author = "{the AME Thoracic Surgery Collaborative Group} and Yuan Zeng and Nicholas Mayne and Yang, {Chi Fu Jeffrey} and D’Amico, {Thomas A.} and Ng, {Calvin S.H.} and Liu, {Chia chuan} and Petersen, {Ren{\'e} Horsleben} and Gaetano Rocco and Alessandro Brunelli and Jun Liu and Yang Liu and Weizhe Huang and Jiaxi He and Wei Wang and Long Jiang and Fei Cui and Wenjun Wang and Wenhua Liang and Jianxing He",
year = "2019",
month = "1",
day = "1",
doi = "10.1245/s10434-019-07318-7",
language = "English",
journal = "Annals of Surgical Oncology",
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T1 - A Nomogram for Predicting Cancer-Specific Survival of TNM 8th Edition Stage I Non-small-cell Lung Cancer

AU - the AME Thoracic Surgery Collaborative Group

AU - Zeng, Yuan

AU - Mayne, Nicholas

AU - Yang, Chi Fu Jeffrey

AU - D’Amico, Thomas A.

AU - Ng, Calvin S.H.

AU - Liu, Chia chuan

AU - Petersen, René Horsleben

AU - Rocco, Gaetano

AU - Brunelli, Alessandro

AU - Liu, Jun

AU - Liu, Yang

AU - Huang, Weizhe

AU - He, Jiaxi

AU - Wang, Wei

AU - Jiang, Long

AU - Cui, Fei

AU - Wang, Wenjun

AU - Liang, Wenhua

AU - He, Jianxing

PY - 2019/1/1

Y1 - 2019/1/1

N2 - Background: Models for predicting the survival outcomes of stage I non-small-cell lung cancer (NSCLC) defined by the newly released 8th edition TNM staging system are scarce. This study aimed to develop a nomogram for predicting the cancer-specific survival (CSS) of these patients and identifying individuals with a higher risk for CSS. Methods: A total of 30,475 NSCLC cases were extracted from the Surveillance, Epidemiology, and End Results (SEER) database. We identified and integrated the risk factors to build a nomogram. The model was subjected to bootstrap internal validation with the SEER database, and external validation with a multicenter cohort of 1133 patients from China. The difference in the impact of adjuvant chemotherapy on model-defined high- and low-risk patients was examined using the National Cancer Database (NCDB). Results: Eight independent prognostic factors were identified and integrated into the model. The calibration curves showed good agreement. The concordance index (C-index) of the nomogram was higher than that of the staging system (IA1, IA2, IA3, and IB) (internal validation set 0.63 vs. 0.56; external validation set 0.66 vs. 0.55; both p < 0.01). Specifically, 21.7% of stage IB patients (7.5% of all stage I) were categorized into the high-risk group (score > 30). There was a significant interaction effect between the adjuvant chemotherapy and risk groups in the NCDB cohort (p = 0.003). Conclusions: We established a practical nomogram to predict CSS for 8th edition stage I NSCLC. A prospective study is warranted to determine its role in identifying adjuvant chemotherapy candidates.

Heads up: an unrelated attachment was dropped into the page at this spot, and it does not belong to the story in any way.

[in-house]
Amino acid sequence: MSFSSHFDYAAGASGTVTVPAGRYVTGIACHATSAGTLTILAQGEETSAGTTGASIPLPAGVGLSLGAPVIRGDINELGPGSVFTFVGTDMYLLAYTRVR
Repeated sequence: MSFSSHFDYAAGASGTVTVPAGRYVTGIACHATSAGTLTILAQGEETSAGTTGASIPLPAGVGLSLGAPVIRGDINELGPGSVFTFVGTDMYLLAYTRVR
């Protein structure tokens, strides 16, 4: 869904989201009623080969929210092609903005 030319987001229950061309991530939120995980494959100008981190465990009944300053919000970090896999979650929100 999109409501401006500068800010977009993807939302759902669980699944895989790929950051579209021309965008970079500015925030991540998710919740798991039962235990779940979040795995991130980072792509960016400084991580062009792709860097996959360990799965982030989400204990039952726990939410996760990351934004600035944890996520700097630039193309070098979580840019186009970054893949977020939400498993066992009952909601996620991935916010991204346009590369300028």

AB - Background: Models for predicting the survival outcomes of stage I non-small-cell lung cancer (NSCLC) defined by the newly released 8th edition TNM staging system are scarce. This study aimed to develop a nomogram for predicting the cancer-specific survival (CSS) of these patients and identifying individuals with a higher risk for CSS. Methods: A total of 30,475 NSCLC cases were extracted from the Surveillance, Epidemiology, and End Results (SEER) database. We identified and integrated the risk factors to build a nomogram. The model was subjected to bootstrap internal validation with the SEER database, and external validation with a multicenter cohort of 1133 patients from China. The difference in the impact of adjuvant chemotherapy on model-defined high- and low-risk patients was examined using the National Cancer Database (NCDB). Results: Eight independent prognostic factors were identified and integrated into the model. The calibration curves showed good agreement. The concordance index (C-index) of the nomogram was higher than that of the staging system (IA1, IA2, IA3, and IB) (internal validation set 0.63 vs. 0.56; external validation set 0.66 vs. 0.55; both p < 0.01). Specifically, 21.7% of stage IB patients (7.5% of all stage I) were categorized into the high-risk group (score > 30). There was a significant interaction effect between the adjuvant chemotherapy and risk groups in the NCDB cohort (p = 0.003). Conclusions: We established a practical nomogram to predict CSS for 8th edition stage I NSCLC. A prospective study is warranted to determine its role in identifying adjuvant chemotherapy candidates.

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DO - 10.1245/s10434-019-07318-7